In a speech to the American public yesterday, Bush underlined the need for the Government to intervene in liquidising the US markets.
Bush said: “I am a strong believer in free enterprise, so my natural instinct is to oppose Government intervention. Under normal circumstances I would have followed this course. With the situation becoming more precarious by the day, not passing a bill would cost Americans much more later. Our entire economy is in danger.”
Bush stressed that the $700bn would not be invested into the financial institutions of Wall Street. Bush said: “[Congress’ decision] should make certain that failed executives do not receive a windfall from your tax dollars.”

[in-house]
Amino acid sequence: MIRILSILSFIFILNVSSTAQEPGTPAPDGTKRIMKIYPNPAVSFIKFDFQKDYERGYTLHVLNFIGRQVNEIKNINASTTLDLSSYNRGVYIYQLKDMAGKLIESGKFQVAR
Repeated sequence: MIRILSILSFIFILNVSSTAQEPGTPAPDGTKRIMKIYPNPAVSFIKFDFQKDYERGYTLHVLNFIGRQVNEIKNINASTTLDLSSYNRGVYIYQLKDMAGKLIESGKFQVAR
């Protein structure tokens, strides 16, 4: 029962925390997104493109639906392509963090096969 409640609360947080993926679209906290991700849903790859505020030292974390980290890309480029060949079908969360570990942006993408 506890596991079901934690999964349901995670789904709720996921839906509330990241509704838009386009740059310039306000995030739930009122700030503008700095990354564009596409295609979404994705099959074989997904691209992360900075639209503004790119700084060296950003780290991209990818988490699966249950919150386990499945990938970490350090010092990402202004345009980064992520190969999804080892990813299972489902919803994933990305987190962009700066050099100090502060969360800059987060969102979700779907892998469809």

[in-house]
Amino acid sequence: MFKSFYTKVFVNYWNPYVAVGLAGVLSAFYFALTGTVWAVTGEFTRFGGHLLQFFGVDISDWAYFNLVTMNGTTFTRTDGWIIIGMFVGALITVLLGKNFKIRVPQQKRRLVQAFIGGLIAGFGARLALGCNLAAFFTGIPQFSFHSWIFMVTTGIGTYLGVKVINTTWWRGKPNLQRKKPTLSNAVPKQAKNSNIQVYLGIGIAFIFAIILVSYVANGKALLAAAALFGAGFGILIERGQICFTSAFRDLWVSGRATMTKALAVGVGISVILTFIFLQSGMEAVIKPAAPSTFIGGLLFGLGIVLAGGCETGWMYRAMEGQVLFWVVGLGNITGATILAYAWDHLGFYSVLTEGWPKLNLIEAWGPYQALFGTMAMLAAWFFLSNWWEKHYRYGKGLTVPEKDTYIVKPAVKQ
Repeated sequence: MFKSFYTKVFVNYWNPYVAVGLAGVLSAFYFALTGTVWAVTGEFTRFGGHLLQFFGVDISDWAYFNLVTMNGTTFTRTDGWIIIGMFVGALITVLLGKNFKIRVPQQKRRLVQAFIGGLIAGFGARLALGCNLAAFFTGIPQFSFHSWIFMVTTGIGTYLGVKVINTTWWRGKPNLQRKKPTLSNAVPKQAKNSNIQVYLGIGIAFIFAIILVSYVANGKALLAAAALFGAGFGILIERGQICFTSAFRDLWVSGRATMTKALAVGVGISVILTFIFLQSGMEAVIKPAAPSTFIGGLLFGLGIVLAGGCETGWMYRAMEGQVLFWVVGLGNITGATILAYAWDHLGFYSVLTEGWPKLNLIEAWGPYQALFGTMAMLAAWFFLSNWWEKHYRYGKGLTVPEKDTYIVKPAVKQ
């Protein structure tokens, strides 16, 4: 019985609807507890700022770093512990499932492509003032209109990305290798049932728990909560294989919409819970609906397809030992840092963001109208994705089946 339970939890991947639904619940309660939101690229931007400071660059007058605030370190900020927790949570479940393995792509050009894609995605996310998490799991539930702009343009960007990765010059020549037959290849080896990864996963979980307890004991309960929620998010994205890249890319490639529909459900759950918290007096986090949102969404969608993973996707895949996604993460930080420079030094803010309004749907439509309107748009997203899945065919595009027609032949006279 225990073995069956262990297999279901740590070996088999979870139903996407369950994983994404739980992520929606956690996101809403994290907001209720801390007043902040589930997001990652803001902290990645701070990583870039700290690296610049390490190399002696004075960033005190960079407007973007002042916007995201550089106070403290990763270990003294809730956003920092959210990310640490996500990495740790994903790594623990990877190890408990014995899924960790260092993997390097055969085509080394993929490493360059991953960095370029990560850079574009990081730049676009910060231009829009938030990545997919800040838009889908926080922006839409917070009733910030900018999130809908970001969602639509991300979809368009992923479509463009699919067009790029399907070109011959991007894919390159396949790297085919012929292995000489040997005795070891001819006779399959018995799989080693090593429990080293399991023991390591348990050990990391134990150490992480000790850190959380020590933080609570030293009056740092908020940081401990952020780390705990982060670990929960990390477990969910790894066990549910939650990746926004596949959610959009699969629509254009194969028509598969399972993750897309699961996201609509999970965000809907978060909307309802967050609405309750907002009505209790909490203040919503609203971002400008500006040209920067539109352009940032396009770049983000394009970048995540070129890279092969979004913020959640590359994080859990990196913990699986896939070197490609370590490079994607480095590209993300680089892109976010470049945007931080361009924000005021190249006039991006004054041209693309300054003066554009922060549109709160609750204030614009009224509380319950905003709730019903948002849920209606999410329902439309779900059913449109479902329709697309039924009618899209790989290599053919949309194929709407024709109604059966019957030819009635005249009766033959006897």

He also highlighted that the decision to invest in mortgage-backed assets was a joint one between the Democrats and the Republicans. Bush said both Obama and McCain will join the discussions for the bipartisan bill.
Bush’s speech was peppered with frank battle cries and seemed to compare the economic turbulence with a war situation.
He said: “I know that Americans sometimes get discouraged by the tone in Washington and the seemingly endless partisan struggles, yet history has shown that, in times of real trial, elected officials rise to the occasion.”